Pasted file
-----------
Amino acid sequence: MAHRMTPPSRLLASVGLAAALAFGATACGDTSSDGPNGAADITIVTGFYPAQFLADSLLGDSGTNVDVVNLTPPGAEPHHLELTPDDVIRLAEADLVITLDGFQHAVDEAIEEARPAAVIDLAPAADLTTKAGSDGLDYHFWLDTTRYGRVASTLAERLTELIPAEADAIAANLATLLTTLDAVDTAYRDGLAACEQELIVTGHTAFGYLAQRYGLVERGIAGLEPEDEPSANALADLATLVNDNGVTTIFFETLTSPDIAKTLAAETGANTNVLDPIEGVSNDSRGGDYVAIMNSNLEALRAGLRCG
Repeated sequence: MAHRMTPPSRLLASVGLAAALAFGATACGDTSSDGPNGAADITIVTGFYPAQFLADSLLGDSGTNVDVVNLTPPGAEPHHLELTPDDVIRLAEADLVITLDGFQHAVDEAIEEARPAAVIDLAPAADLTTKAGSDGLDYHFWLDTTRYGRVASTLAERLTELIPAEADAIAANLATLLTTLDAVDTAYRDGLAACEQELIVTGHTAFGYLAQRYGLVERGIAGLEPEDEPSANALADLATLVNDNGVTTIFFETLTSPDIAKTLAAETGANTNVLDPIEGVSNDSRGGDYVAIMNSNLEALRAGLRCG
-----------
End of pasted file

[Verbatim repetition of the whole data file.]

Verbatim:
Amino acid sequence: MAHRMTPPSRLLASVGLAAALAFGATACGDTSSDGPNGAADITIVTGFYPAQFLADSLLGDSGTNVDVVNLTPPGAEPHHLELTPDDVIRLAEADLVITLDGFQHAVDEAIEEARPAAVIDLAPAADLTTKAGSDGLDYHFWLDTTRYGRVASTLAERLTELIPAEADAIAANLATLLTTLDAVDTAYRDGLAACEQELIVTGHTAFGYLAQRYGLVERGIAGLEPEDEPSANALADLATLVNDNGVTTIFFETLTSPDIAKTLAAETGANTNVLDPIEGVSNDSRGGDYVAIMNSNLEALRAGLRCG
Repeated sequence: MAHRMTPPSRLLASVGLAAALAFGATACGDTSSDGPNGAADITIVTGFYPAQFLADSLLGDSGTNVDVVNLTPPGAEPHHLELTPDDVIRLAEADLVITLDGFQHAVDEAIEEARPAAVIDLAPAADLTTKAGSDGLDYHFWLDTTRYGRVASTLAERLTELIPAEADAIAANLATLLTTLDAVDTAYRDGLAACEQELIVTGHTAFGYLAQRYGLVERGIAGLEPEDEPSANALADLATLVNDNGVTTIFFETLTSPDIAKTLAAETGANTNVLDPIEGVSNDSRGGDYVAIMNSNLEALRAGLRCG